“Pray for me. You’re going to have to pray for me this morning.” said one of the second grade teachers. I knew exactly what she meant. It was the third day of the SAT 10 assessment and we had just finished the reading portions of the test and were moving on to the math sections. Taking up the majority of their mornings for the better part of the week, these second graders were burnt out near the end. I tried to break up our hours of assessment with games of I Spy, Simon Says, and the like, but even so, the students’ frustration was readily apparent. Bordering on an elementary revolt, more than once I heard comments like, “I hate this,” “I want to go outside,” “I’m tired,” and “Why do we have to do this?” To this last question, I honestly had no reasonable answer.
As a third year English as a Second Language teacher, I’ve given more federally mandated tests than most have given in a 25-year career. I’ve administered several grade-level versions of the TCAP and read aloud its English Language Simplified Assessments (ELSA). I’ve also proctored special education’s Modified Academic Achievement Standards (MAAS). At this point it’s easier to say which versions I haven’t seen than those I have. And from all that experience I can honestly say there is little defense for yearly standardized testing, especially when it comes to special needs students. Instead, my experience tells me that we need to go back to the drawing board and rethink the way we assess learning in schools.
Standardized Testing Doesn’t Aide Instruction
Within all the rancor against testing, we often forget that there are two important reasons for assessments in education: (1) to gauge student’s learning and their level of ability, and (2) to guide instruction and inform future teaching. Current high stakes testing succeeds at the first intention but fails at the second. TCAP, PARCC, and other forms of standardized testing are given too late and too infrequently to effectively guide instructional practices. They are useless to educators other than to facilitate teaching to the test at the school level and direct carrot-and-stick measures at the district, state, and federal level.
Standardized Testing Doesn’t Address the Different Needs of Students
Some argue that we use standardized tests to more reliably measure the performance of all students as they level the playing field by holding everyone to the same standard. However, this is both inaccurate and disingenuous for two reasons. The first is that the standard of measurement for improved performance, the value-added model, has proven to be rather unstable and unreliable from year to year. The second is the long overlooked need for differentiated assessment.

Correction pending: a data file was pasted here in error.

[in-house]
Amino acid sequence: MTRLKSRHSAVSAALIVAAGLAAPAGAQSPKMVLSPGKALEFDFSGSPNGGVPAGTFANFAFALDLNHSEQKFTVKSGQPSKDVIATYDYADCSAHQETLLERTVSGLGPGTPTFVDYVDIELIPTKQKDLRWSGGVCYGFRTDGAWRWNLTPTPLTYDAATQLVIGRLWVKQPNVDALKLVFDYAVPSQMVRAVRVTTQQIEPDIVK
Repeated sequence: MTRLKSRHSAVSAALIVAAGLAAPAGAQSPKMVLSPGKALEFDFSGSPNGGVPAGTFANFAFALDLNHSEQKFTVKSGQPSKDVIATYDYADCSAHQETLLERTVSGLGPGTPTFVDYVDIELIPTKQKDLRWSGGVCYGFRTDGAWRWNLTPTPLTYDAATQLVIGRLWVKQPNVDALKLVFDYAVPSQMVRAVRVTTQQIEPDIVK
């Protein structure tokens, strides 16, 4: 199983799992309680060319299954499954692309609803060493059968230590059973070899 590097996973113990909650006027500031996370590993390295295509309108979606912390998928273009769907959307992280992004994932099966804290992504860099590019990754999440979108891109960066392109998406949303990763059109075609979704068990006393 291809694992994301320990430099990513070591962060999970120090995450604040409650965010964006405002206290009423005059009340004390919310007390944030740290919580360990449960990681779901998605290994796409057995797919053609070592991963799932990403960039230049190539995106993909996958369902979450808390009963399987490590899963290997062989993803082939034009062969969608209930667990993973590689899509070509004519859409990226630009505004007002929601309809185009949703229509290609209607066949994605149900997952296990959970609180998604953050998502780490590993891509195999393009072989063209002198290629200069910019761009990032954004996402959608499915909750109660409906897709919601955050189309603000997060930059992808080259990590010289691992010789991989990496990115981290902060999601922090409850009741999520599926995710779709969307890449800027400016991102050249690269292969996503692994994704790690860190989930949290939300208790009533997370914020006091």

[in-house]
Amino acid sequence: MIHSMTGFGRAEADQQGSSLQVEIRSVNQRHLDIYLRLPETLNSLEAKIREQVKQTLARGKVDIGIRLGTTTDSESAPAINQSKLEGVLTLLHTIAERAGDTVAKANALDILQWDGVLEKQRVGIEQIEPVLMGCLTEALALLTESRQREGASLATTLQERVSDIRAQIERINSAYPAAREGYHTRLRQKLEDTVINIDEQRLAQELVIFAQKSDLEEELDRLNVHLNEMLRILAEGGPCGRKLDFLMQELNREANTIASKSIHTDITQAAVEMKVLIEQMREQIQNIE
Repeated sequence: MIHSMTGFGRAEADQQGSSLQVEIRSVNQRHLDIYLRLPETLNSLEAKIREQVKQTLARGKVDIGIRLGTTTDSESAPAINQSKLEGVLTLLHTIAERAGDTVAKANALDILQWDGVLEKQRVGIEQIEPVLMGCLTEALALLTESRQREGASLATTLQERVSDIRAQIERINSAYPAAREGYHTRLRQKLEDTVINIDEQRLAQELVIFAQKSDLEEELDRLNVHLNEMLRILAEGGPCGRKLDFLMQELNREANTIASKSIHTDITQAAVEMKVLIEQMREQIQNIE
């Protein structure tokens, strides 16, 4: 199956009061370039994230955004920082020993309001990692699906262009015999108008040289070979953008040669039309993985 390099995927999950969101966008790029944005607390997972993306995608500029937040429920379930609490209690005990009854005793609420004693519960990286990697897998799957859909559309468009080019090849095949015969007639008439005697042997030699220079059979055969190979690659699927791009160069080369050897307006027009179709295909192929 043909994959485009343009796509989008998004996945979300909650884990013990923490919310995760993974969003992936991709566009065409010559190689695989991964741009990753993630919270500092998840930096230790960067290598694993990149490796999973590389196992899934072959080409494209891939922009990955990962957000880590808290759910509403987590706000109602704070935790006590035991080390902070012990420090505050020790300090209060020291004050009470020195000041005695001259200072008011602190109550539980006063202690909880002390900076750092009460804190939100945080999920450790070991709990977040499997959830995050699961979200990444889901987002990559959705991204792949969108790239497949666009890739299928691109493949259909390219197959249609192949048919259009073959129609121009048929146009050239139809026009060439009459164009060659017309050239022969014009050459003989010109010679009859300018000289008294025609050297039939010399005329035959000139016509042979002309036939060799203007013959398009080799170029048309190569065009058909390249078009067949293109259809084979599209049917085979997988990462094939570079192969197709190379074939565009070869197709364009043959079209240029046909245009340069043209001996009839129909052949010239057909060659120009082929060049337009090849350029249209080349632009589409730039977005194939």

The need for differentiated assessments is exemplified by the needs of students in English as a Second Language (ESL) and Special Education (SPED), who make up about 18% of students in Tennessee. There is a wide array of needs with students in both ESL and SPED, ranging from those who need a great deal of support to those who need very little. In ESL you may have newcomer English Language Learners (ELLS) with no English language abilities (or prior schooling, for that matter) or students who require monitoring and testing accommodations. For SPED, with which I am admittedly less familiar, the range is much more vast and spans from severe developmental disabilities to those who are intellectually gifted. To assess all students in the same way would be inappropriate, yet this is essentially what is being done.
Against all that we understand about language acquisition, ELLs are expected to perform on mandated assessments after their first academic year in the United States. In other words, a student can arrive in April of one year and be expected to achieve on the TCAP or EOC the following school year. To make matters worse, the modified assessments provide a poor alternative. If you compare TCAP’s ELSA to its non-modified counterpart, they are practically identical. The ELSA, like TCAP, is a one-size-fits-all assessment despite the fact that students develop at different speeds and in different ways, particularly for ELLs. For SPED, the modifications and accommodations for standardized tests depend on the Individualized Education Plan (IEP). Some may take the MAAS, a heavily modified test, with extra time. Some may take the TCAP with or without extra time. The intellectually gifted simply take the TCAP with their peers. This may not technically be a “one-size-fits-all” assessment, but it’s not far from it. The system is simply not built for students with special needs and doesn’t fully acknowledge the very real differences each student possesses.